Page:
In the case of P1P 3′ which has a different moving direction with P1P2, where θ is not less than |α|, the main moving direction of the UE is re-defined. The dynamic weights of candidate eNBs, as described in the next subsection, are reset to zero. Then, P2 is transferred to P1, and P 3′ is transferred to P2. As a result, the new direction of P1P2 becomes a new main moving direction of the UE.

Dynamic weight adjustment scheme

In the case of P1P3 which has the same moving direction with P1P2, the candidate eNBs are required to be filtered from all neighbor eNBs. In order to filter the candidate eNBs, the ±α degree is defined based on P2P3. For each neighbor eNB of the UE, the angle offset value, θeNB, is calculated. The θeNB is compared with |α|; if its value is less than |α|, the eNB is designated as a candidate eNB. As shown in Figure 3, eNB0 is a serving eNB of the UE. After UE moves to P3 from P1 via P2, P3 is determined within the main moving direction of P1P2. The θeNBs for eNB1, eNB2, and eNB3 are calculated. Only eNB2 and eNB3 are filtered and designated as candidate eNBs for the UE.
Figure 3

Example of a candidate eNB selection. The θeNB is compared with |α|; if its value is less than |α|, the eNB is designated as a candidate eNB.

Since too many candidate eNBs will increase the probability of unnecessary handover, UEs also waste power to do unnecessary measurement reports from these filtered candidate eNBs. Therefore, once the main moving direction of each UE is predicted and the candidate eNBs is filtered, the target eNB is selected with a dynamic weight adjustment scheme as shown in Algorithm 2.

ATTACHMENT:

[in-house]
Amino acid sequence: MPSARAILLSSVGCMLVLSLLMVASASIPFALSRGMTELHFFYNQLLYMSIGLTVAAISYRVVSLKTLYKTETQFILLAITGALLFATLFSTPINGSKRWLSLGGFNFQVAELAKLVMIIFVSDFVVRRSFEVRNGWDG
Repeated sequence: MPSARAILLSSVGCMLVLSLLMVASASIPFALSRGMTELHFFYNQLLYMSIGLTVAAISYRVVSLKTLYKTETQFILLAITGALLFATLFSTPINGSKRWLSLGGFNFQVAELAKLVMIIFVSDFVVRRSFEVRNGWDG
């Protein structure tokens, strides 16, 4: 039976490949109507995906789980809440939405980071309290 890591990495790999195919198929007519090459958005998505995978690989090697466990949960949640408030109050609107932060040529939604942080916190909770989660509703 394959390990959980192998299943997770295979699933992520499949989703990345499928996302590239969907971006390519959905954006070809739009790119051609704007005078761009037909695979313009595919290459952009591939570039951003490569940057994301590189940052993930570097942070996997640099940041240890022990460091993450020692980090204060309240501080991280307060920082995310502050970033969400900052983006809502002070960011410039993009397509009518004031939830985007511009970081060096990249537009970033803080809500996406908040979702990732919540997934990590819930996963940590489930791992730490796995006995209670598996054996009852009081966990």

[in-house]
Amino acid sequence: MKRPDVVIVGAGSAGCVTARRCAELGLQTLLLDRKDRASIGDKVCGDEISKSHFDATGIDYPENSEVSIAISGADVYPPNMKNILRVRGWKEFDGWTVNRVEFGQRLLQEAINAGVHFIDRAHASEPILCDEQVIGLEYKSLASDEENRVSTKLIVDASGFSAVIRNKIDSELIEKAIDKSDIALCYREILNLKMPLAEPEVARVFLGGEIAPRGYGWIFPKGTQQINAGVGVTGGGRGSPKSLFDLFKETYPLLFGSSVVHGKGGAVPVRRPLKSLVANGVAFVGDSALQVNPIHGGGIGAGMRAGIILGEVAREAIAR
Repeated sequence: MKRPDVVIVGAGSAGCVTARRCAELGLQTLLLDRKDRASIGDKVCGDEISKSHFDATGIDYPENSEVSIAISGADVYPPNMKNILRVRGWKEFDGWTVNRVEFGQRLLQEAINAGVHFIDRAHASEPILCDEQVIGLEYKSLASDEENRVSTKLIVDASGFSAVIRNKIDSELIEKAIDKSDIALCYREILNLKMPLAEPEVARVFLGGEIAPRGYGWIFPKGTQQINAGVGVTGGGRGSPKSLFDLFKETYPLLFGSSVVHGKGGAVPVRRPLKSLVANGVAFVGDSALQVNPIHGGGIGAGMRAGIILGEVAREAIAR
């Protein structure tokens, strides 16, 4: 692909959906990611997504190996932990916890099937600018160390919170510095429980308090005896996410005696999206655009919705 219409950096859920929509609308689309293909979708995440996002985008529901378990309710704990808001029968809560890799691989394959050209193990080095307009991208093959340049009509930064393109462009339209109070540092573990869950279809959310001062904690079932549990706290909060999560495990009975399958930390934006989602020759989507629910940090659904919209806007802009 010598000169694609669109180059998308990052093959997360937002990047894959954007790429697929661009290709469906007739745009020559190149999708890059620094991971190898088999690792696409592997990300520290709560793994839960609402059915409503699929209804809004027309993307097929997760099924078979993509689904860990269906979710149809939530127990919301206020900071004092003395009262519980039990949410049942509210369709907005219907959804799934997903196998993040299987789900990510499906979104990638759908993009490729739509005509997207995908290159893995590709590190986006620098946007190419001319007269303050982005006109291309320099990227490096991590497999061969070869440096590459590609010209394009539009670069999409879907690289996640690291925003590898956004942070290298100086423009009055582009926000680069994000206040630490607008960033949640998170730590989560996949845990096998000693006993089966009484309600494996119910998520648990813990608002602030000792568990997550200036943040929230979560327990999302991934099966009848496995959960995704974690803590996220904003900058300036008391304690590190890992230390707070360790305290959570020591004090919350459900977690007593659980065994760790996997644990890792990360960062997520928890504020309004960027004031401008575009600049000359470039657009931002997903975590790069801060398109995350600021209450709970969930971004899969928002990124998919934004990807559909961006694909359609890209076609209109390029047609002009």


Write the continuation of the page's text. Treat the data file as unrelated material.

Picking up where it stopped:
Both θeNB and distance (d) between UE and candidate eNBs are taken into consideration for a weight (W) calculation. The smaller θeNB and distance indicates that the UE is approaching to that candidate eNB. Since the eNB with θeNB less than ±α is filtered as a candidate eNB, the θeNB is normalized with α and stored in Θ. The distance is normalized with r, where r is a transmission range of the eNB, and stored in D. A variable λ, where 0≤λ≤1, is adopted to control the angle offset and distance value. W is then returned for a target eNB selection.

Moving direction prediction-assisted handover procedure

Together with the previous two subsections, a direction prediction-assisted handover procedure is presented in Algorithm 3. The algorithm executes on each eNB. Initially, P and Q are two set of eNBs, where P contains all eNBs but Q is empty. For a UE-associated eNB, it is assumed that P1 and P2 of the UE are already reported to eNB. When serving eNB receives P3 information in line 3 which is reported by the UE, it calls the function of angle calculator in line 4 with parameters P1, P2, and P3 and gets the returned θ value. If θ is less or equal |α| in line 5, it indicates that P3 locates within the main moving direction of P1P2. The serving eNB then retrieves all its neighbor eNBs from P sequentially in line 6 and calls the function of angle calculator again with parameters P2, P3, and PeNB in line 7, in order to get the θeNB. If θeNB is less or equal |α| in line 8, it indicates that the eNB is a candidate and put it into Q set in line 9.

After the for loop in line 11, Q contains all candidate eNBs. The candidate eNBs then are retrieved from Q sequentially in line 12, and the distance between UE and each candidate eNB is calculated and stored in a d variable in line 13. The function of dynamic weight adjustment with parameters θeNB and d is called in line 14. It returns W value which is summarized with its previous WeNB value. WeNB variable stores the weight for each candidate eNB.

If the condition of line 5 is not true, it indicates that the UE moves out of the main direction of P1P2. Then, WeNB resets to zero for each candidate eNB in line 17. The location of P2 and P3 then are transferred to P1 and P2, respectively, in lines 18 to 19. The obtained P1P2 will become a new moving direction.